Baku Baku

Baku Baku
Game Name: Baku Baku
Media: 1 CD-ROM
Publisher(s): SEGA
Developer(s): SEGA
Genre(s): Puzzle
Release Date: 1998
Serial Number: MK81501-50
Region: PAL

Baku Baku ScreenshotBaku Baku is a game much in the tradition of the likes of Puyo Puyo and Puzzle Fighter; indeed this game shares similar mechanics to both those games that are at the pinnacle of the genre. Baku Baku isn’t far off the pace and as a console game appears to be exclusive to the Saturn.

Baku Baku is a classic pit-based game. Blocks fall into your pit and you must follow the game’s rules in order to clear your pit and to try and stack shapes up in your opponent’s pit. You do this by removing lots of blocks from your pit in one move instead of removing them in small groups. This game breaks with the tradition of colour matching and replaces it with a mechanism were the player must match animals to food instead of forming colour groups – e.g. match monkey with banana, panda with bamboo, dog with bone etc. There are by default 4 animal and food types.

Blocks fall into your pit in groups of 2 and you can manipulate the pair as they fall in order to position them favourably; the basic strategy being to form large groups of food and then plonk down the correct animal which will eat all the food in the group in one move – resulting in an attack on the opponent.

Like Puyo Puyo you can judiciously place food and animals so that you can build up chain reactions and this is a very satisfying aspect of the game. Every so often a pair of wild card symbols appear that will remove all blocks from the pit bearing the same food and/or animal symbol that they touch – though without any detriment to your opponent.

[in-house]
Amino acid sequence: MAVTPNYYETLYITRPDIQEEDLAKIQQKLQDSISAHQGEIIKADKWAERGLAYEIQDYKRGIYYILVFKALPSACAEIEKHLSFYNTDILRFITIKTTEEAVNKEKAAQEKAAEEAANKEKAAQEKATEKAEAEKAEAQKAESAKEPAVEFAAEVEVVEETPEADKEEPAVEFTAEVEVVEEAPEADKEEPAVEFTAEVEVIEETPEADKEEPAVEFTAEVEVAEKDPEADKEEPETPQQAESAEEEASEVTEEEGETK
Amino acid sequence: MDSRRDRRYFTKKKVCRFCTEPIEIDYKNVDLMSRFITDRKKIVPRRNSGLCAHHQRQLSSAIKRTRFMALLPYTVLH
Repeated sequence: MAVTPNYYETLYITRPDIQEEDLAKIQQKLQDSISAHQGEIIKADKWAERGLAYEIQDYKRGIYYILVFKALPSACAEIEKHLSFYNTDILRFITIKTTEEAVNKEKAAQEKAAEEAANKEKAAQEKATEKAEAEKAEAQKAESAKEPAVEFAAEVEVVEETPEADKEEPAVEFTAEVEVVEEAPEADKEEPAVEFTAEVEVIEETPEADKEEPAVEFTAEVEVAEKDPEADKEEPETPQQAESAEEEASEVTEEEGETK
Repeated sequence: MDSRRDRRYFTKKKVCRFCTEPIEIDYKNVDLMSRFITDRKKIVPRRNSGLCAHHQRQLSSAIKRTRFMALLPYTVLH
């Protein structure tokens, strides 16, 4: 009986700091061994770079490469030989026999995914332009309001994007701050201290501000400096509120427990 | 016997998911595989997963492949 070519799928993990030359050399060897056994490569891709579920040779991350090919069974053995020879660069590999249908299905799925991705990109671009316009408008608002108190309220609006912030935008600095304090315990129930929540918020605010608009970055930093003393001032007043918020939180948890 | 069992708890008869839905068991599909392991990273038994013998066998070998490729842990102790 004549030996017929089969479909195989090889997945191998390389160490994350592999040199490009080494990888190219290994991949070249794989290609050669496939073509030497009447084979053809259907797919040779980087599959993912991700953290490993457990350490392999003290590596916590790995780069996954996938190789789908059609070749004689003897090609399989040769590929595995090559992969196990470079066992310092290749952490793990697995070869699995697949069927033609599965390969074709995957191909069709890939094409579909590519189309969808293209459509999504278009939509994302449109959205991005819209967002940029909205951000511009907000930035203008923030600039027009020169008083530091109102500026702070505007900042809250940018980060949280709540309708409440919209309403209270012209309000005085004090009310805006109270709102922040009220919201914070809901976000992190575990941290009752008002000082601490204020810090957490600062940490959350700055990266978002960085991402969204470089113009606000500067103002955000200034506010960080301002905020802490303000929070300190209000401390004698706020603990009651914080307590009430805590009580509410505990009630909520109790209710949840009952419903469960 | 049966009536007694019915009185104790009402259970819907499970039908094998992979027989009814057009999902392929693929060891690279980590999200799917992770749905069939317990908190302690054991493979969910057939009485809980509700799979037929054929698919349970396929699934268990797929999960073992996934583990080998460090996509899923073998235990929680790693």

Baku Baku Screen ShotThe game has aged rather well I feel and it still looks very good. The background tune is jolly – but there does only seem to be one tune. The food and animals are represented by simple icons that are nice and clear, but when an animal starts to eat the food it is shown as a fully animated 3D head munching away at the food accompanied by satisfying sounds. The 3D models are simple but clear, glitch free and full of character.

There are 3 modes. In arcade mode, the 1 player game is basically a set of matches against a series of computer controlled components and its placed against some nonsensical back story about finding the best zookeeper in the land – the story can be dismissed but it isn’t without charm and odd little videos are unlocked by playing this mode. The 2 player arcade mode is a straight up battle between two human players and you have the option for setting different speeds for each player to introduce some sort of handicap system.

Then there is the single player only ranking mode – where you play a set of rounds until you lose whereby you get a ranking for your performance. There is also a third hidden mode which is unlocked by entering a key sequence just before the main title screen (see gamefaqs). This is some sort of league mode but it has not been translated from the original Japanese which is a shame but it’s still playable.

The PAL release was optimised which makes be believe that the developers thought they had a global hit on their hands – and perhaps the hidden non-translated mode was a casualty of a deadline. I can understand why they thought this – this is still one of the best puzzle games around and it’s a shame that not many people got a chance to play it.

There’s a comprehensive set of options allowing you configure the control scheme and game difficulty, and you can also introduce a fifth animal and food – mouse and cheese. High scores are kept and there’s also some stat tracking such as longest combo etc.

If you’re into puzzle games I’d make it my business to get a copy of this.

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